Truth to be told, I’m not that eager about entering 2018. While the new year symbolises a new beginning, a fresh start, a possibility that ‘anything can happen’, for me it resembles only one thing: uncertainty.

Over the past week, I’ve read many Instagram captions, Facebook posts, and blogs about what friends and other people would like to achieve in the new year. I’ve read resolution after resolution, from being more mindful, doing more exercise, losing those few kilos, to learning a new craft.


Something to do with a job.

Yes, it’s vague. What does it mean to have ‘something to do with a job’? Does it mean getting an actual job? Part time? Full time? Does it mean working on another book? Does it mean I can try freelancing and working from home? Or sell cakes from home? Or something else entirely?

Vague. But since I’ve not yet defined what I actually want to do this year, that’s the best resolution I could come up at the moment.

There’s no bigger plan on the horizon either. I used to have these big plans—undergrad, first job, master’s, getting engaged, being married. Yet this year, there’s no book launch to look forward to, no wedding to get excited about. There’s not a single mark on the calendar of what the next plan is going to be.

(And no, we’re not thinking of having kids yet, because we definitely want to enjoy our first years together before being sleep deprived for the next eighteen years.)

For the first time ever in my life, the year is a total blank canvas.

Which is good, right? Or not. I’m not yet sure. I’m the type of person who is easily influenced by others.

Two days ago, my husband and I went to IKEA and we walked passed the plant section once again. The peace lily was blooming gorgeously, and for the longest time we just stood there and wondered whether we should finally buy the indoor plant.

“It’s really pretty,” I said.

“Should we get it now?” my husband asked.

“But where would we put it?” I mean, we’re living in an apartment, remember.

“On the side of the sofa? Where the Christmas tree is?” he said.

“We’ll get it next time lah, when we have a house, ” I said.

“True also. But the peace lily is exceptionally good now. Last time it wasn’t this good,” he said.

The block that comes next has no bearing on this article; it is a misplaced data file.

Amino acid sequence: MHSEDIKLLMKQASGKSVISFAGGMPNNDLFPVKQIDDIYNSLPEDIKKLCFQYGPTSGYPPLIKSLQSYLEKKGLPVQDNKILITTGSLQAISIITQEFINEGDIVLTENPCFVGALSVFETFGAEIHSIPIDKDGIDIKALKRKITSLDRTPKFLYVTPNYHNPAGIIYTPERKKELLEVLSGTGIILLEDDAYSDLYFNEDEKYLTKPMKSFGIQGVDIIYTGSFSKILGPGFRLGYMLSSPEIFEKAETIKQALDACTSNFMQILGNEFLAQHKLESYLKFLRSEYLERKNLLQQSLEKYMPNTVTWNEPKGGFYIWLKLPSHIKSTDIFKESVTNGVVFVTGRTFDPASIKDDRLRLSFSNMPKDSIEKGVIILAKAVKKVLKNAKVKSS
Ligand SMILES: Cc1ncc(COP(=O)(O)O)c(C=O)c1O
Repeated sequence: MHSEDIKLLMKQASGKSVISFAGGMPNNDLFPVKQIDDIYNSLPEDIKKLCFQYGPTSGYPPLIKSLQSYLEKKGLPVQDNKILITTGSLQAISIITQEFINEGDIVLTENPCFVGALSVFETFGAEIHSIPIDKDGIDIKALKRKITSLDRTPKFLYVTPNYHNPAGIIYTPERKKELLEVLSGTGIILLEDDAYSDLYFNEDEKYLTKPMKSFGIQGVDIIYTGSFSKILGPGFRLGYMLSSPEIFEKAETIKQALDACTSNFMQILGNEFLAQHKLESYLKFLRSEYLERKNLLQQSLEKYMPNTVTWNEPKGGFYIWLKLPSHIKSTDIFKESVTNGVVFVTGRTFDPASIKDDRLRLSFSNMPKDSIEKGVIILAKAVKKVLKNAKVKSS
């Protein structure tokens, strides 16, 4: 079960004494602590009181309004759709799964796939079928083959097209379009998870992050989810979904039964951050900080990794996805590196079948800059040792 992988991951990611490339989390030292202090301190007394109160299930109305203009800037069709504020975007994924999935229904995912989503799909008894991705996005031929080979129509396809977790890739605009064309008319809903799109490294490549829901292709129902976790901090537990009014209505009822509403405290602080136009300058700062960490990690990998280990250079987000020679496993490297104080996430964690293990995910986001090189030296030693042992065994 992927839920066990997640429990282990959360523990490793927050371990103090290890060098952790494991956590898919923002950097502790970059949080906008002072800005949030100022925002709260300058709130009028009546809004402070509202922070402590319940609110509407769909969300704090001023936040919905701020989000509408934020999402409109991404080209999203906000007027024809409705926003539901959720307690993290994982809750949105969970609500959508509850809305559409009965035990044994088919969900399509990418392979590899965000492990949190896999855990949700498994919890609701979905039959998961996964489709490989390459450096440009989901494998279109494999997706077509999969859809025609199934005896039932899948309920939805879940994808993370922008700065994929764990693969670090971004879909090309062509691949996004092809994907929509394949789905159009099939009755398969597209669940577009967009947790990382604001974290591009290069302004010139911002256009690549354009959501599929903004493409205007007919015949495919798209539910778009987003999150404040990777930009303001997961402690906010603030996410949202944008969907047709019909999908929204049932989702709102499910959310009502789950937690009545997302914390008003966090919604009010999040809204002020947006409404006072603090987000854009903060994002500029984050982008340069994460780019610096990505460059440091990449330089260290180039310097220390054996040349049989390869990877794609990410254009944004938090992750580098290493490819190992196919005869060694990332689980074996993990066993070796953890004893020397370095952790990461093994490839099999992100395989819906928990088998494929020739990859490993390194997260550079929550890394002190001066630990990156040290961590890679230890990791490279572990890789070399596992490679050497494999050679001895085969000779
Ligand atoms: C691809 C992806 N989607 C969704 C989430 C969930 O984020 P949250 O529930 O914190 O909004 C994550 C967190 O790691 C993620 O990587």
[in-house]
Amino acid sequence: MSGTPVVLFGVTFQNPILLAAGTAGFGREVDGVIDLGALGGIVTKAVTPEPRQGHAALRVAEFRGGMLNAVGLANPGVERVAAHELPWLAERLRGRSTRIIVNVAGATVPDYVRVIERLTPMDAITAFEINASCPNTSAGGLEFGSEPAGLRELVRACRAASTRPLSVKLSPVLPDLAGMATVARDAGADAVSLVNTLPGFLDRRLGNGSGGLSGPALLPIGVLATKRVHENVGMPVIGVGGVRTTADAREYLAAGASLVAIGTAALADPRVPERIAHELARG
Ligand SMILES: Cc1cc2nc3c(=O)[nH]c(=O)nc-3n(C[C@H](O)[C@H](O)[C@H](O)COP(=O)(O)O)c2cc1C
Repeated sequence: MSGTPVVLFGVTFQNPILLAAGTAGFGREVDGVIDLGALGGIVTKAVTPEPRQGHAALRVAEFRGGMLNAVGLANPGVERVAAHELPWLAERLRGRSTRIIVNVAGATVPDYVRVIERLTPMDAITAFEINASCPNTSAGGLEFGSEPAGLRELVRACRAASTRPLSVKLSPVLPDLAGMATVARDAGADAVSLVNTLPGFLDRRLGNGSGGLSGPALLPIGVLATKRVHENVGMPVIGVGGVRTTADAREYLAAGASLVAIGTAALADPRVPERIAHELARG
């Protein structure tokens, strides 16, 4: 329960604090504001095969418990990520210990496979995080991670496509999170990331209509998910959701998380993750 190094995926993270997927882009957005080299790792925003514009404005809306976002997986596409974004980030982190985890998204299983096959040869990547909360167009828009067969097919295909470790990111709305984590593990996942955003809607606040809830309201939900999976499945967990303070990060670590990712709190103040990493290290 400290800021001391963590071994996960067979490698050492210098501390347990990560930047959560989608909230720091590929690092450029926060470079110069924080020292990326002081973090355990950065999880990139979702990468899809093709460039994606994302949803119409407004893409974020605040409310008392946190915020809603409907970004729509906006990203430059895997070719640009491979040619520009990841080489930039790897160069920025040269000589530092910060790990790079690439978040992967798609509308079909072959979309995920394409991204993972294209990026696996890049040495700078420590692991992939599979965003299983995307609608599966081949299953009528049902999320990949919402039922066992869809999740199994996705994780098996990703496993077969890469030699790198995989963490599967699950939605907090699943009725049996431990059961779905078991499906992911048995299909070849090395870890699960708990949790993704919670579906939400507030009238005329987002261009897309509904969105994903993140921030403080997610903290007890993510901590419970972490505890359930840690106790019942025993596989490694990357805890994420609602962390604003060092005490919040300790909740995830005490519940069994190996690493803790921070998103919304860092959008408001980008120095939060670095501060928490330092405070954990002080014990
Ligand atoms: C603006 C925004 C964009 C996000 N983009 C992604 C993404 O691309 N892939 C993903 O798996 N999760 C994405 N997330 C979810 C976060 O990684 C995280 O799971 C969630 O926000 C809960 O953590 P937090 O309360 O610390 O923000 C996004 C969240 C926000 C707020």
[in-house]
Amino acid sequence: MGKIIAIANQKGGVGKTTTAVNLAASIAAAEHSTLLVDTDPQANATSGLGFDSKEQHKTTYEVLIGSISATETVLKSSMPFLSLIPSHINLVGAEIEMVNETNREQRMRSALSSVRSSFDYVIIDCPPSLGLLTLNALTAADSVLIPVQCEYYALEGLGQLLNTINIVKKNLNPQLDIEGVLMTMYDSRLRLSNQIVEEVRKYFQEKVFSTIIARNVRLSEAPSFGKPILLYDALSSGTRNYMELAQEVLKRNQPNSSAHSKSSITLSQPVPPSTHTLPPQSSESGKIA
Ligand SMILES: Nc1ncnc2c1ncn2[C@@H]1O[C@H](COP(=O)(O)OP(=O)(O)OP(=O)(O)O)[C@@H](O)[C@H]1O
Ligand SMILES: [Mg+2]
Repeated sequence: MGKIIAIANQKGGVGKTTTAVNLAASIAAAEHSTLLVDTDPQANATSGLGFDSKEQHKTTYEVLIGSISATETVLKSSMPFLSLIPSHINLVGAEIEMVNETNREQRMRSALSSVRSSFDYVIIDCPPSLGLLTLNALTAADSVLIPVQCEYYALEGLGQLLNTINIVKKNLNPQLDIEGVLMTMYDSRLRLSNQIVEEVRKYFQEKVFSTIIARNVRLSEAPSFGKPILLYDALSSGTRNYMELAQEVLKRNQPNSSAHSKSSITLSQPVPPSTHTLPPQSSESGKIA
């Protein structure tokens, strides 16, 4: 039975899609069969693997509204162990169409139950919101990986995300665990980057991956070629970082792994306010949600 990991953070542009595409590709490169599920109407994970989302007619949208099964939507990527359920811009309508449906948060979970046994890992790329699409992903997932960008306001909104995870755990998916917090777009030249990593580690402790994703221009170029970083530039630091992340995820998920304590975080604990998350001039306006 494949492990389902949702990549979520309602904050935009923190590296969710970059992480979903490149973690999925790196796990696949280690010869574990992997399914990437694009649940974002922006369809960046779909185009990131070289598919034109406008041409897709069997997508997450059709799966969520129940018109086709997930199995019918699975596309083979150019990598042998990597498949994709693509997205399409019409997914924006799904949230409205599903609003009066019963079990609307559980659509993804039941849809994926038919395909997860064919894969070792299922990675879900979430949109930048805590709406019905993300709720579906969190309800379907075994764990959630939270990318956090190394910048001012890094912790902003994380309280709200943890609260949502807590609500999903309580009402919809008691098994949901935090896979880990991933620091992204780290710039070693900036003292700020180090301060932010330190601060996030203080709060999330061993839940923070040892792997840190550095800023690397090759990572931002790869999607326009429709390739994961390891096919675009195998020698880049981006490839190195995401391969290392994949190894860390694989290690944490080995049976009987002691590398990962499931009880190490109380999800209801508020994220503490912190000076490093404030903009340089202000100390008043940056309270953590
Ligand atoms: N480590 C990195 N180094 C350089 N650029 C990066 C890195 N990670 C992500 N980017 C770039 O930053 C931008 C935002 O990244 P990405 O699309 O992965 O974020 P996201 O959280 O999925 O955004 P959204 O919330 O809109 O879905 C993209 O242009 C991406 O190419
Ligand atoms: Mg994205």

And with that comment, I was back to square one, contemplating whether to get the plant or not.

(In the end, we decided against it. Mostly because I don’t want the apartment to look more cluttered that it already does.)

Perhaps my indecisiveness is a by-product of being the youngest—I’m used to have sisters to ask for their second, third, and fourth opinions on something. And since I have no idea, no plan, no goal whatsoever in this new year, I keep being influenced by what others think I should do: resuming my life that’s been halted ever since my master’s graduation, and get a job.

In that regard, my father tells me to totally chill and really find the job I want instead of applying blindly to anything. My mother, on the other hand, tells me not to be too picky. Or just start selling homemade cakes from home. Ha. My sister occasionally asks the career progression status, and doesn’t really comment much, but I have a feeling she doesn’t really approve of me doing nothing. A friend tells me to work part time instead of full time—she said it’s really tiring to work full time after a hiatus.

My husband doesn’t press me into a job, but when he asks me what I want to do, I’d say, “I’m not sure.”

Sometimes I regret doing such a broad degree like the media, because if I study dentistry it would be straightforward: I’d be a dentist. Or a dietician. A physiotherapist. Psychologist. Doing a media and communications degree means you can actually do a lot of things. And given too many options, combined with having a lot of interests, makes me unable to choose.

So here’s the first resolution in 2018: figuring out what I actually want. At the moment, all I can think about is trying the new recipe I’ve pinned on Pinterest for some time. (I’m a bit obsessed about cooking for the past few months.) Perhaps tomorrow I’d fare better in putting on my career–thinking hat.

Twenty eighteen is definitely the year of the unknown for me. I guess I’ll be needing that little bit of faith.


Photo used with Creative Commons Zero license.